Q&A: Omni Hotels’ CMO views mobile content as catalyst for bookings
April 18, 2014
Tom Santora is chief marketing officer of Omni Hotels, Dallas
Omni Hotels & Resorts is unveiling new mobile and Web sites this summer that will take a decidedly different approach than other hotel brands by packing in lifestyle-driven content to squeeze out conversions.
Omni Hotels is in the process of building up its mobile initiatives for its consumer and business-facing efforts, most recently with the launch of an application that lets business professionals better control on-property meetings. The brand is also launching new mobile and Web properties in the coming months with features meant to keep consumers on pieces of content for longer periods of time.
“In both PC and mobile, the Web site we’re building out is so content-rich that it has information not only about the Dallas hotel, but really information about Dallas,” said Tom Santora, chief marketing officer at Omni Hotels, Dallas. “It’s more about building that experience.”
“Another important part of our brand and one of the differentiators that we have in both group and business and leisure travel is culinary,” he said. “We have really taken a proactive approach, whether it’s mobile or PC, to talk about culinary from chefs to recipes. So you’re coming to us as a resource, not just to [find a place] to sleep.”
“We think that it will not only drive people to the Web site, but keep them on there longer, and hopefully lead to a purchase.”
Below, Mr. Santora discusses what Omni Hotels has in the works with mobile and how the brand divvies up priorities for both consumer and business initiatives.
How does mobile fit into Omni Hotels’ marketing mix?
We’re finding that just through Google, which is the No. 1 search engine coming into Omni, we’re watching our mobile search grow double digits almost each and every month.
In Google you can’t have a separate mobile search anymore, so we’ve increased our search budgets substantially just to account for mobile.
If you download Omni’s mobile app, you get a nice experience, [and] you can do everything you’d want from reservations to reading about a hotel, but it’s almost like a full version of our Web site versus [looking at] how are people really using mobile. There’s three or four things that they might be doing, so we’re working on that.
We’re relaunching our brand dot-com — Omnihotels.com — this summer. Part of that will be the ability to create favorites. You can now favorite things throughout the Web site, whether it’s a special offer, a recipe, a photo, a package. Then when you come back to your desktop — because that’s where most people are purchasing today — you can go to your favorites and all of the research you just did is right there.
It’s really taking into account how are people using mobile and desktop in concert.
Omni's current mobile site
What sparked the idea for the new meeting planning app?
Omni’s mantra as it relates to group business is ‘Omni understands.’ I think we have a reputation of a brand that’s easy to do business with.
When we think about ‘Omni understands,’ we look for the pain points that a customer might have. That might be how do you handle cancellation clauses, audio or visual, and another pain point for many players is, ‘how do we be effective in our meetings?’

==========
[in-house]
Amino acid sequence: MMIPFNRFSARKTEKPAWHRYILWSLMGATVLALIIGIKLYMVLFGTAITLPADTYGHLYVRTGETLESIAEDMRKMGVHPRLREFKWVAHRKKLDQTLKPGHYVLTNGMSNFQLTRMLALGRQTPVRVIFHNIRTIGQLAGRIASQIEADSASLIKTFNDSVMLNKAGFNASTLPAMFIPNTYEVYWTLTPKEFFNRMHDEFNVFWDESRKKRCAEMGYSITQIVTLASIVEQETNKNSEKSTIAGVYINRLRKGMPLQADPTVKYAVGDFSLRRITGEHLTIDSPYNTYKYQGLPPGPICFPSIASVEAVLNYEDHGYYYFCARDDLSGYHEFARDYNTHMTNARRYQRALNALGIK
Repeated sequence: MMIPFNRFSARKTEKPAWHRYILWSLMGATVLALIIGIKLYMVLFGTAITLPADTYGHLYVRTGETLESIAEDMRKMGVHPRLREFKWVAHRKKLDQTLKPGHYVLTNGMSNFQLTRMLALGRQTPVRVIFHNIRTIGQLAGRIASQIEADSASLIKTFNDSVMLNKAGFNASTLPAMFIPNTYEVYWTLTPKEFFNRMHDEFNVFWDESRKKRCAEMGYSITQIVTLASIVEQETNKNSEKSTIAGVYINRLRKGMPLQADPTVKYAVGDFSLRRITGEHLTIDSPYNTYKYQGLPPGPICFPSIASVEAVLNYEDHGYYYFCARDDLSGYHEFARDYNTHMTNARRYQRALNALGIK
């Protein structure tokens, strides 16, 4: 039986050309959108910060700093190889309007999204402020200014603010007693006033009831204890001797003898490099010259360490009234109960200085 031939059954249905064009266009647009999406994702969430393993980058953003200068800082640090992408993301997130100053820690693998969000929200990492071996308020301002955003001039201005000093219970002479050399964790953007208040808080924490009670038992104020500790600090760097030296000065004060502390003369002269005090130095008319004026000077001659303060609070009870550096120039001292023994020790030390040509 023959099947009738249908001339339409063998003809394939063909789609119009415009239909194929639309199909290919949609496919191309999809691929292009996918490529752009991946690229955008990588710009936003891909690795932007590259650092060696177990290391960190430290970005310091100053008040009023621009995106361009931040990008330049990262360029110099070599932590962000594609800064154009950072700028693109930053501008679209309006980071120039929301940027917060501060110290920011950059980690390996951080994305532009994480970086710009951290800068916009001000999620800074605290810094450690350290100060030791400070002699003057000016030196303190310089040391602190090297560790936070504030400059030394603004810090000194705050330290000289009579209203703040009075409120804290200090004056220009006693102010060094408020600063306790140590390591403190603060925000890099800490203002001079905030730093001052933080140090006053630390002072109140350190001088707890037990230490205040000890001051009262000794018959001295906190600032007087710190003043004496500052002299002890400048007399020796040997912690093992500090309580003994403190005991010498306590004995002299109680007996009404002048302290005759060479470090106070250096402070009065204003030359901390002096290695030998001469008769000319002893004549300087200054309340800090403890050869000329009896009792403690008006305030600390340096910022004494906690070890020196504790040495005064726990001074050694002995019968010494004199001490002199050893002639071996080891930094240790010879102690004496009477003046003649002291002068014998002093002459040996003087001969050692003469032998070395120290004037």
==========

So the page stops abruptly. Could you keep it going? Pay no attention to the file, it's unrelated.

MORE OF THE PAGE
This is where we launched in conjunction with Encore Technology, which is our audio/visual brand, an app that allows meeting planners to basically go paperless of the meeting. With nearly 60 hotels, I would say 97 percent of those hotels are on Encore Technology, which is a competitive advantage because at all of our hotels, we have state-of-the-art audio and visual equipment.
A lot of the stuff you see with mobile apps is for large conventions, and they might pay anywhere from $10,000 - $25,000 to have an app created for their convention. This will work for those large conventions, but it’s also nice for that 30-40 person meeting.
We used it at our customer advisory board meeting about two weeks ago, and then we used at an internal sales recognition trip. When an attendee came in to register, we had a poster where you could download it using a QR code or you could type in the URL, you put in your meeting code and that’s how you got the app. We did it through registration, and that’s how I think most people will do it.
At Omni, nearly 50 percent of our business is group-related, so it was important that we created something that helps to position Omni as a thought leader and someone who is thinking about the customer and how to make their job easier.
Omni Hotel's mobile app
Why play up apps for the business-to-business travelers and the mobile Web for consumers?An app you have to get people to download — that’s a little bit more difficult when you’re potentially a smaller brand. We have an app, but people are using [Apple’s] Siri to say, ‘Give me Omni Hotels,’ and it will go to the Web site.
That Web site needs to be designed from a mobile perspective. It will all be done with responsive design, but if you’re on a mobile device, then you want a mobile experience. We think that it should be different than the Web site experience.
You could click on ‘View full Web site,’ and that will give you a responsive design to our new Web site, so you kind of get the best of both world. We think that people are using different devices for different things.
Lauren Johnson is associate reporter on Mobile Marketer, New York
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